Beneath the adyton, the French excavators’ original reports identified a number of fissures in the rock created by the action of water seeping through the limestone. It seemed that the adyton was built to encompass these cracks where gases and groundwater could seep through.

Latest geographical reports state that an intersection of faults lie beneath the temple. Gas could conceivably escape into the adyton through such fissures, although, as stated above, Plutarch professed to their intermittent strength (Moralia 437C).

Was the hollow shaft of the omphalos - being positioned above the central hole of the pavement block - a way of attempting to channel or concentrate the vapours to a specific place - the immediate area of the Pythia? Because of the dimensions of the poros omphalos it could easily sit on the right hand side of the paving stone leaving room for two flanking eagles.

Plutarch, our Delphic priest, attests to the presence of vapours, citing as witnesses “many foreigners and all the officials and servants at the shrine”, but whether these vapours were visible to an observer I am not qualified to comment upon. Nevertheless, Plutarch does comment on an “exhalation”, a “current of air”, but whether its presence was viewed or announced through a “delightful fragrance” wafting toward those present to consult the Pythia, we do not know (Moralia 437C-D).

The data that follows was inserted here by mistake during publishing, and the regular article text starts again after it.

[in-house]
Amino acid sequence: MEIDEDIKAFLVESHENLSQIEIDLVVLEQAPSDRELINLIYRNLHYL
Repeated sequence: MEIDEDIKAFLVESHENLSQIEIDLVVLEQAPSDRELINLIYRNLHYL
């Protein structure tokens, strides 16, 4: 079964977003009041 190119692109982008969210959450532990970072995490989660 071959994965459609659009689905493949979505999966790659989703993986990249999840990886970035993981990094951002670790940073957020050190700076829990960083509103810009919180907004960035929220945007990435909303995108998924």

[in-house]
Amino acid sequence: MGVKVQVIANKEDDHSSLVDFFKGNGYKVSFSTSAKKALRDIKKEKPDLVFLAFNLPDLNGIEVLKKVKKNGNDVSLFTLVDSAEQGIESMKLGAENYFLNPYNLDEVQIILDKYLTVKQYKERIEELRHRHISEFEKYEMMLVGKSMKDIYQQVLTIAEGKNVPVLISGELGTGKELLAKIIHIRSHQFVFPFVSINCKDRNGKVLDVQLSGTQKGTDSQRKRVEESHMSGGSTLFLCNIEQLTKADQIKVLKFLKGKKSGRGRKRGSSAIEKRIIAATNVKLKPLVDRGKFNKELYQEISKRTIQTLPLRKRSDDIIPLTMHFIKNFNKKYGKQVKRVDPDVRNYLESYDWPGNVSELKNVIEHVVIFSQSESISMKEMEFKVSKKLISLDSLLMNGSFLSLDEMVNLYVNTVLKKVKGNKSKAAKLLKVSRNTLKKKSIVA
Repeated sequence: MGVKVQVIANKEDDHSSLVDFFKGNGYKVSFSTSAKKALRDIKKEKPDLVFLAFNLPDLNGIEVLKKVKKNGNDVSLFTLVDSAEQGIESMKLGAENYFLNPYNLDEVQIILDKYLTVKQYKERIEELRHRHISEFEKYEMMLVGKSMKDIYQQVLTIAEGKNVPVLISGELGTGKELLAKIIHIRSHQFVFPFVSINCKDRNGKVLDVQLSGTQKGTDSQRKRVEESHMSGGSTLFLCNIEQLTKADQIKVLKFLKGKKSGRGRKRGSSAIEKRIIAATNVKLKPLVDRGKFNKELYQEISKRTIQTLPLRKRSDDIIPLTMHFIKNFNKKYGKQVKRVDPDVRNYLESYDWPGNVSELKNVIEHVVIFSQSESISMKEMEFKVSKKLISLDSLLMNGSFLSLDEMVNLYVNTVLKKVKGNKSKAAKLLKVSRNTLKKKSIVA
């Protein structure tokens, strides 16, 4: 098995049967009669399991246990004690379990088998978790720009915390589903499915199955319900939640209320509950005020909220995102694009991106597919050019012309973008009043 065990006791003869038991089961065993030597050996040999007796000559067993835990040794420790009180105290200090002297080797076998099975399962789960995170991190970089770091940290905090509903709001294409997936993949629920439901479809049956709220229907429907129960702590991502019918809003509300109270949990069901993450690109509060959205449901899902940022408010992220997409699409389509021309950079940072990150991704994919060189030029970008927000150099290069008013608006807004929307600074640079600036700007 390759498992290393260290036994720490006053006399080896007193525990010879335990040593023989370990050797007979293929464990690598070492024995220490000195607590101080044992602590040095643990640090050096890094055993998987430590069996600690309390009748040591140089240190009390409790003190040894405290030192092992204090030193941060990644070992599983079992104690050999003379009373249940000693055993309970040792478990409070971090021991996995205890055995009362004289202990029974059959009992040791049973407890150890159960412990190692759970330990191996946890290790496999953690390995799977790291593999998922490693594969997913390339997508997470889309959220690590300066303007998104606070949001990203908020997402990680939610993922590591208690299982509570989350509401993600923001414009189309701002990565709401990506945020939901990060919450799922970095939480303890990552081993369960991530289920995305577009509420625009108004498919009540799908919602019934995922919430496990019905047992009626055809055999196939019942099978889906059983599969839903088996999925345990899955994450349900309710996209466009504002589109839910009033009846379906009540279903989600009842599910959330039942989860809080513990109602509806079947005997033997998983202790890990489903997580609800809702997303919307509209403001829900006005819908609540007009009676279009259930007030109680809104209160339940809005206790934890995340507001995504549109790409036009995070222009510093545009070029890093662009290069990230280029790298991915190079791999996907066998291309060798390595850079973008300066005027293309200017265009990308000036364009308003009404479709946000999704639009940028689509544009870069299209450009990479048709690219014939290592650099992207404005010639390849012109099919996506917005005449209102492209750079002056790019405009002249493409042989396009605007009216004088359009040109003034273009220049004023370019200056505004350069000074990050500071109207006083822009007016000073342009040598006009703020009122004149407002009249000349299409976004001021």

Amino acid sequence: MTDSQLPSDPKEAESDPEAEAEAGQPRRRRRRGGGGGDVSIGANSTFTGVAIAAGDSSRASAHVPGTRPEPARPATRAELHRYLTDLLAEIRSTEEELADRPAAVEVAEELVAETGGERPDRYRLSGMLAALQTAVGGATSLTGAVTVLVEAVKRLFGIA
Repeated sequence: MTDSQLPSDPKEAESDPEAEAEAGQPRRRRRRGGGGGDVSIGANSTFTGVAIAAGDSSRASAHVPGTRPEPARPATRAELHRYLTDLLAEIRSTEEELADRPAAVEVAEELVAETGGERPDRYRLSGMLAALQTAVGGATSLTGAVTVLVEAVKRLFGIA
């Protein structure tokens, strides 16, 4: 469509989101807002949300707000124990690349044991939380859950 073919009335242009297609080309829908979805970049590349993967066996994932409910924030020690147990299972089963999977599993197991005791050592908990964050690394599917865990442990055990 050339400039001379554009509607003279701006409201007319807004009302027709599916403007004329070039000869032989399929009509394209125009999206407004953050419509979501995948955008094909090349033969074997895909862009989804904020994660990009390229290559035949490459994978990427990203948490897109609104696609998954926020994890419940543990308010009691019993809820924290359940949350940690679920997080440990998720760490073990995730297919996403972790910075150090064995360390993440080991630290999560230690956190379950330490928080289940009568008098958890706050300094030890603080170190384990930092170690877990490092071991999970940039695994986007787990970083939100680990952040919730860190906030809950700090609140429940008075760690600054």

Curiously, Pindar (fr. 45) speaks of the “smoking omphalos” of Athens - possibly alluding to the smoky sacrifices upon the altars of the Athenian acropolis. Was this image of a smoking omphalos garnered from the eyewitnesses at Delphi, who may have sometimes witnessed “smoke” - or perhaps warm air carrying gases causing a blurring effect - coming from the Delphic omphalos? Such conjecture is probably impossible to prove.

Conclusions

I suppose a measure of faith is needed in order to attribute the standing stone displayed at the rear of the Temple of Apollo as the central mechanism for oracular dissemination at Delphi.

Nevertheless, the circumstantial evidence is appealing, and, possibly to some, convincing. I have always been interested in the role of this sanctuary in the history of Greece and somehow, to have unearthed a paving stone that supported the tripod and omphalos at Delphi, well, it all seems too good to be true. Doesn’t it?